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China's been tremendously successful at stimulating growth of a domestic solar photovoltaic manufacturing industry, but that growth's been focused on exports. Thanks to its huge trade surplus, the Chinese government has been able to subsidize its domestic manufacturers, but they're now suffering along with their German, Japanese and American peers. But what if Chinese leaders turned to stimulating domestic demand for solar PV instead?

Clean Power

What if China Stimulated Domestic Demand for Solar Photovoltaic Power?

China’s been tremendously successful at stimulating growth of a domestic solar photovoltaic manufacturing industry, but that growth’s been focused on exports. Thanks to its huge trade surplus, the Chinese government has been able to subsidize its domestic manufacturers, but they’re now suffering along with their German, Japanese and American peers. But what if Chinese leaders turned to stimulating domestic demand for solar PV instead?


Graphic credit The Washington Post

Manufacturing solar photovoltaic (PV) cells and modules in China has been a tremendous success, at least if you’re willing to put off profitability for job creation to help assure social stability. Sustainable over the long term? No, not likely, but in less than a decade, China’s manufacturers have captured 48% of the global marketof silicon PV cells, as the excellent graphic from the Washington Post shows.

During this period, global production of solar PV cells has expanded tenfold. Prices of solar grade polysilicon, the raw material from which solar PV cells are made, have dropped 94% in three years.

Most of China’s market share gain has come at the expense of the world’s other leading solar PV manufacturers, Germany, Taiwan and Japan, though US manufacturers are also being squeezed hard by the flood of supply coming out of China. And Chinese manufacturers are suffering, as well. Six Chinese market leaders are relying on government-arranged bank credit facilities to assure their survival.

The Chinese government has pursued the same mercantilist, export-driven policies in stimulating growth of domestic solar PV manufacturers that characterizes its approach to economic development since market reform took root in the late 1980s. It’s one that Japan used to build its domestic manufacturing base, but with a centrally-controlled political economy, a two-tier financial system with tight controls over foreign investment inflows and outflows and a foreign exchange system that pegs the value of the yuan to the dollar, it’s in a much better position to do so.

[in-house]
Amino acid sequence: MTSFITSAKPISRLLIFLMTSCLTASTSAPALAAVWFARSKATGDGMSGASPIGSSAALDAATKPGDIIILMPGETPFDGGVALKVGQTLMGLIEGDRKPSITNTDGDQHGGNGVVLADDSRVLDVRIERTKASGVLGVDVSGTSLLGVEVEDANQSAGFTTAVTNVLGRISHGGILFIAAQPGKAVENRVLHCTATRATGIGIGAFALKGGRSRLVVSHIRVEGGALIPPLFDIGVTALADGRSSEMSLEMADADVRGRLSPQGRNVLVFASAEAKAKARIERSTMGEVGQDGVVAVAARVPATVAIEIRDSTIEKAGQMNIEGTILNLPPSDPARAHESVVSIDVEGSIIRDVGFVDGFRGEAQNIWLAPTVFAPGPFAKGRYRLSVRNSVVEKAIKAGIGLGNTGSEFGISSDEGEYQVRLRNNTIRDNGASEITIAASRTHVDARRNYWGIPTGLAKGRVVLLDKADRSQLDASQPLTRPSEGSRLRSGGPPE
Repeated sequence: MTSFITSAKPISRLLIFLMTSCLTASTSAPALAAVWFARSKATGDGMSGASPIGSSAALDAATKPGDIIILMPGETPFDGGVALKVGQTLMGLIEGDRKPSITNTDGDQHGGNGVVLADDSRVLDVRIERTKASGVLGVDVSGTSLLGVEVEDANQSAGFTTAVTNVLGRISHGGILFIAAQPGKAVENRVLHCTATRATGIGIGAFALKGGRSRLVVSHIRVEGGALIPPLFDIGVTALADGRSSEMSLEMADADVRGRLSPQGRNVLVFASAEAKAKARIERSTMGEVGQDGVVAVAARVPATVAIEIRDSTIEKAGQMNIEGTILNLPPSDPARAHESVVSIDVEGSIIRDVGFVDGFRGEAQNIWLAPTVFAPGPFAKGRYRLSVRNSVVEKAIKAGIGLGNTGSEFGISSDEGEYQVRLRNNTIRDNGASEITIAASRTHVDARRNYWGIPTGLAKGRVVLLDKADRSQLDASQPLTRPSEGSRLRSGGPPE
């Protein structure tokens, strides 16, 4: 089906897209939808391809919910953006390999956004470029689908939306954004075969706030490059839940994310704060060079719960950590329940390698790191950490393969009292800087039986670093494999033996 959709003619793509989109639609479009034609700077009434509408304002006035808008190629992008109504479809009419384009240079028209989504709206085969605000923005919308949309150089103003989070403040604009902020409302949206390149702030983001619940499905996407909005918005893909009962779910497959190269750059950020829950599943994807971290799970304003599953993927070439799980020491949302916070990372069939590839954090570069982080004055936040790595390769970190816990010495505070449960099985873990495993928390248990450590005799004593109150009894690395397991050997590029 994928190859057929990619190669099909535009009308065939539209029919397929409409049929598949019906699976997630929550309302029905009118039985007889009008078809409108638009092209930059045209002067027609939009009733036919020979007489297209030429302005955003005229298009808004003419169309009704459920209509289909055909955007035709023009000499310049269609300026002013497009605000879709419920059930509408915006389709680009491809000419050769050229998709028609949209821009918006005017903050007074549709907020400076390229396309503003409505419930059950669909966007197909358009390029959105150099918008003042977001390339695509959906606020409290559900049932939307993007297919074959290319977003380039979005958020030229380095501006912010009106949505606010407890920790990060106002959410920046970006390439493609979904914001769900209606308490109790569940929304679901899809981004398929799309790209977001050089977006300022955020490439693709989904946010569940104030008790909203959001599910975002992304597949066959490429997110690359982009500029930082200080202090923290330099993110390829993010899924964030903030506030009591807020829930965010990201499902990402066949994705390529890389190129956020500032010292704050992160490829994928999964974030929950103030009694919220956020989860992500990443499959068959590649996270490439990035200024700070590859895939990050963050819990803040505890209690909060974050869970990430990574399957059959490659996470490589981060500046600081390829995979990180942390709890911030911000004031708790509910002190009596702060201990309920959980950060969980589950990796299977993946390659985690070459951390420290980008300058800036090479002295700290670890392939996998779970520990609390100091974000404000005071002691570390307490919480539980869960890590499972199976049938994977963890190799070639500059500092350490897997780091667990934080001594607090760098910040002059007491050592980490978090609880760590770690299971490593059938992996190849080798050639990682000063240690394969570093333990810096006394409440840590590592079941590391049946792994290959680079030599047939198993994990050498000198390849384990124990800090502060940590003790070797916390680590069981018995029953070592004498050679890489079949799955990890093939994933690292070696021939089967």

But what if China looked inward rather than outward, trying instead to develop a domestic solar power industry value chain instead of focusing so narrowly on exports? It’s estimated that Chinese solar PV manufacturing capacity is 32-times greater than domestic demand. If they were half as successful in stimulating domestic demand for solar PV, many of the current challenges and problems in the solar PV market globally would be worked out in relatively short order.

It appears the Chinese government is moving in that direction. The Chinese government has officially announced an additional 50% increase in its solar PV generating capacity target in its current strategic 5-year plan, from 10 gigawatts (GW) to 15 GW. That follows an announcement earlier this year that the 2015 target was being raised from 5 GW to 10 GW.

In its latest media release, China’s National Energy Administration also announced a wind power capacity target of 100 GW for the five-year period, which was in line with previously announced plans. 5 GW of that are to be installed offshore.

This is a clear sign that China’s leaders not only recognize the global productive imbalance of supply-demand of which they now play so large a part, but the critical importance a shift to renewable energy sources has for their own economy, society, natural resources, and environment. Now, if only they’d shift to a truly market-driven exchange rate regime by allowing the yuan to float against the dollar and other currencies.

 
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I've been reporting and writing on a wide range of topics at the nexus of economics, technology, ecology/environment and society for some five years now. Whether in Asia-Pacific, Europe, the Americas, Africa or the Middle East, issues related to these broad topical areas pose tremendous opportunities, as well as challenges, and define the quality of our lives, as well as our relationship to the natural environment.

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